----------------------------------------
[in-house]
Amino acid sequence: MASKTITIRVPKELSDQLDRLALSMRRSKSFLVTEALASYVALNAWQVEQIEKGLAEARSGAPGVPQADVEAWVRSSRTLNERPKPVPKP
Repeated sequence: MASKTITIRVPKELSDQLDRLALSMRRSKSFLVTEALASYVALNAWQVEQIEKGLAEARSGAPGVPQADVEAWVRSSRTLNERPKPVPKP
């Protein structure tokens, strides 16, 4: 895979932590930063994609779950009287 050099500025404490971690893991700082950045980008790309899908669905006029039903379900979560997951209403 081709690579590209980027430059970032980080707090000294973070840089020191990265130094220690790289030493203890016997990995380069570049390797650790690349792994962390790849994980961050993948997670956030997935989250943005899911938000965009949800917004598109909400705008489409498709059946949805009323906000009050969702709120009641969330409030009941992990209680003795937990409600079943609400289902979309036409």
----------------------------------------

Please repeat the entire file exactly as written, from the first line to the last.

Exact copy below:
[in-house]
Amino acid sequence: MASKTITIRVPKELSDQLDRLALSMRRSKSFLVTEALASYVALNAWQVEQIEKGLAEARSGAPGVPQADVEAWVRSSRTLNERPKPVPKP
Repeated sequence: MASKTITIRVPKELSDQLDRLALSMRRSKSFLVTEALASYVALNAWQVEQIEKGLAEARSGAPGVPQADVEAWVRSSRTLNERPKPVPKP
């Protein structure tokens, strides 16, 4: 895979932590930063994609779950009287 050099500025404490971690893991700082950045980008790309899908669905006029039903379900979560997951209403 081709690579590209980027430059970032980080707090000294973070840089020191990265130094220690790289030493203890016997990995380069570049390797650790690349792994962390790849994980961050993948997670956030997935989250943005899911938000965009949800917004598109909400705008489409498709059946949805009323906000009050969702709120009641969330409030009941992990209680003795937990409600079943609400289902979309036409």